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The Story Of A NZ War Hero On Maori Television

THURSDAY APRIL 17 2008

Born To Fly: The Story Of A NZ War Hero On Maori Television

The unforgettable story of a New Zealand war hero – one of the first Maori pilots of the NZRAF and a leader of air crews in the skies over Europe – is re-enacted in an exclusive documentary screening as part of Maori Television’s all-day ANZAC broadcast on Friday April 25 at 9.00 AM.

TURANGAARERE relives the rise to leadership of Flying Officer Porokoru Patapu (John) Pohe. Pohe served 22 missions in his first tour of duty when the average life expectancy was just six; flew bombers through the equivalent of hell without receiving a scratch; landed wounded aircraft without wheels; and could navigate by the stars.

His feats earned him the nickname ‘Lucky Johnny’ and the confidence of RAF Bomber Command who assigned him to train allied air crews. On September 22 1943, Pohe flew a fateful mission that led to his German capture and contribution to one of the most famous events of the Second World War – The Great Escape. Yet he is better known in the countries he served than in his homeland.

On March 31 1944, Pohe’s extraordinary life came to a tragic and dramatic end when he was placed in front of a German firing squad. Pohe removed his blindfold and faced his executioners in the eye. TURANGAARERE is named in recognition of the whanau homestead where an ancestor sheltered beneath a waterfall and likened the cascade to birds flying over him. Indeed, Pohe is a son of Ngati Rangi, the people of the sky. He was, undeniably, born to fly.



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“This is a story John Pohe’s family had obviously treasured and had been careful about how it should be told,” says director Julian Arahanga. “We were honoured they agreed to share it with us and finally bring public awareness to his incredible life.”

More than 100 crew, actors and musicians supported Arahanga to bring this story to the screen with the qualities and expertise of film drama. Visual effects, CGI graphics, drama re-enactments and an original score are supported by extensive research to raise the bar of television documentary making in New Zealand.

The one-hour documentary spans three continents, returning to the site of the Great Escape in Poland and interviewing whanau, historians, experts and survivors as well as tracing the last surviving member of John Pohe’s crew, Tom Thomson in Canada. “We were astounded when we found Mr Thomson,” says Arahanga. “He is a warm, inspiring gentleman who was with John Pohe when they were shot down and is the only man today who holds the key to what really happened that night.”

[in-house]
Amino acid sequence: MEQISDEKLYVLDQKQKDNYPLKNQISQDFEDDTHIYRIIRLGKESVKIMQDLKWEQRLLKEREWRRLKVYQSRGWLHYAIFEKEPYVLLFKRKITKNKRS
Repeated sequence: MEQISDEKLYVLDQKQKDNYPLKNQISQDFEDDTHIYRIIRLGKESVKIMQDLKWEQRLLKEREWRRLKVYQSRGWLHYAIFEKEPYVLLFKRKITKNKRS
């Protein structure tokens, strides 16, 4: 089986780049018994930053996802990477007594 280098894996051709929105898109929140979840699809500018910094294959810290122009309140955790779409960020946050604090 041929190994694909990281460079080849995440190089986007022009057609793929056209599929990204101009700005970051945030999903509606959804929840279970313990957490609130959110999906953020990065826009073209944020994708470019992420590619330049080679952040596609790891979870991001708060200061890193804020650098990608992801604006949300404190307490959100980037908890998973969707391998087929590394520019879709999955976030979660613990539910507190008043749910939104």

Funded by NZ On Air and Te Mangai Paho, TURANGAARERE is narrated in English to ensure this uplifting tale can be shared and celebrated by every New Zealander. The significance of the story also received the support of the New Zealand Ministry of Defence and Ministry of Foreign Affairs and Trade who liaised with Polish and British authorities as well as on New Zealand location filming. Yet another unique feature is that actors who played the roles of Pohe’s whanau were his descendants.

“It became very real for us because we were representing our nanny, our koro, our mums and dads who have passed away,” said nephew Wilson Smith who plays the role of Pohe’s father. “The scene at the train station when Johnny leaves for war felt like we were actually back in the 1940s. We relived their grief and emotion all over again. We were even wearing their clothes.”

TURANGAARERE screens as part of Maori Television’s all-day broadcast, A TATOU TAONGA: ANZAC DAY 2008, on Friday April 25 at 9.00 AM and will also be streamed on the website www.maoritelevision.com. Text ANZAC to 3553 (text messages cost 20c each) to book your 5.45 AM wake-up text on ANZAC Day.

ENDS


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